Sri Krishna didn’t go and marry his 16,100 other “wives”, but was requested by them as they had been bound by a demon called Narakasura and Sri Krishna saved them by destroying the demon and releasing all the 16,100 women. These women when they went back to their parents/husband’s place, were not taken back as they had stayed at another man/ asura’s place overnight.
Not knowing what to do, they all decided among themselves to go to Sri Krishna and asked him to marry them and bless them with a dignified life lost due to the demon Narakasura. None of this is taken into consideration, as maligning Sri Krishna and the Hindu scriptures and its characters/ gods seems to be the sole intent.
The thing that clearly opens up the anti-Hindu sentiment is the background score. For every carnal move of the lead character Krishna, there is a carnatic classical song at the background. Specifically, at an instance when Krishna vacillates while still in relationship with Radha and goes behind the smoker Satya again, the infamous song by Ootukkaadu Venkata Kavi ‘Alaipayudhe Kanna…’ is used.
The irony is: the lyrics and raaga which flow with conviction filled bhakti to Bhagwan Sri Krishna being used during the immature-carnal-vacillating moment of the lead character Krishna. Even in the movie, the usage is incorrect. The original song is sung by the gopis for Sri Krishna and not the other way around, which exposes the shallow knowledge of the movie writer.
A sly and misleading portrayal in the movie is that the character is seen as analysing his moves towards the women, whether what he was doing was correct or not, every time he vacillates. None of his thinking reaches anywhere. He repeats his mistakes non-stop till the end of the movie where he eyes Rukhsar too, when he again asks himself if what he was doing is right. Then he goes to Rukhsar, who is facing the ocean at night wearing an open-back gown, looking at which Krishna is smitten, turns carnal and asks her out.
I say it is a ‘sly and misleading portrayal’ because the man is shown as thinking, to show that he is not an unthinking person and that his decisions were thought out; and hence the director wants us to believe that his moves were logical and not just an irrational normalization of whatever he does. But the reality is that the ‘hero’ does no more thinking than to ask himself if it is fine to do what he was doing, and the answer was always a ‘yes’.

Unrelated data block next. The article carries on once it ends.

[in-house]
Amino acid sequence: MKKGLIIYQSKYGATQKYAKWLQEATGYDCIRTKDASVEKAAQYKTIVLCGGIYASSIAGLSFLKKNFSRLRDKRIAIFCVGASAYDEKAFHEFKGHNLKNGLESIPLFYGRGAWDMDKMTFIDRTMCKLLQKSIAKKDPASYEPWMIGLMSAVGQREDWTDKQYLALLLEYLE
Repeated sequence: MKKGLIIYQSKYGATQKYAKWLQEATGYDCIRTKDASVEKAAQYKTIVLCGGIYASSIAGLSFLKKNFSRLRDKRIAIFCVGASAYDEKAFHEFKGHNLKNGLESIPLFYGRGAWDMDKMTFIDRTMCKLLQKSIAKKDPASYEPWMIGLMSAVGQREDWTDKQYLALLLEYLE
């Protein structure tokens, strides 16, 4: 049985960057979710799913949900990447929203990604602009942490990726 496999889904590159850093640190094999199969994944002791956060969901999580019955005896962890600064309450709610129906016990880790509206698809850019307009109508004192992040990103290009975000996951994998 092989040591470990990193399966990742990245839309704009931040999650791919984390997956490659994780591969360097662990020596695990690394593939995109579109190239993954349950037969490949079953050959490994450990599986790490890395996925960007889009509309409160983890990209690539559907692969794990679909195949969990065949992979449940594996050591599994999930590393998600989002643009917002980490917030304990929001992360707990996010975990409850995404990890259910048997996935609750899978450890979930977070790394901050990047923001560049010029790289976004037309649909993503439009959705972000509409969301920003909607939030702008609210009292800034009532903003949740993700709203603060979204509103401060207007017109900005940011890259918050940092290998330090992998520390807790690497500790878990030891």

In another example of messed-up behaviour, he calls the ones whom he “loved truly” as “good friends”, after they break up with him when he tells that he wants both of them and they learn of his cheating lifestyle! Satya invites him to her marriage and Radha calls him from some other country in which she is living – and now they are all friends! It is a known fact that once one has loved another truly, it is not possible to friend-zone, and least of all continue to have a healthy relationship and be in touch, inviting them for one’s own wedding – a clear farce!
Hollywood has made this a thing of today, friend-zoning your ex-crush, ex-girlfriend, ex-wife, which is hypocrisy at its best. Another insensible move is to “hug-it-out”. Hugs between boys and girls and IT folks are a common thing today, masqueraded in the name of friendship and good manners. The cheap thrills the hugger or the hugged gets out of it is not spelled out. A total base, western behaviour.
This is a full-fledged Hollywood movie in the name of Bharatiya cinema, portraying the cheap side of western customs which probably the native westerners themselves wouldn’t consider as good customs even in their context. We should take western technological advances, hard work and originality into our own lives and adapt them, instead of such questionable customs which are shown in the movie as a new normal for Bharatiyas.
The question here is not about Modernity versus Bharatiyata (because, Bharat has been ever open to newness and flexibility; her innumerable texts; handling different facets and newness themselves are a testimony, often contradicting between one another to a newbie) but Western versus Bharatiyata. Why choose one over the other?
1. Economics Times, Alcoholrehab.com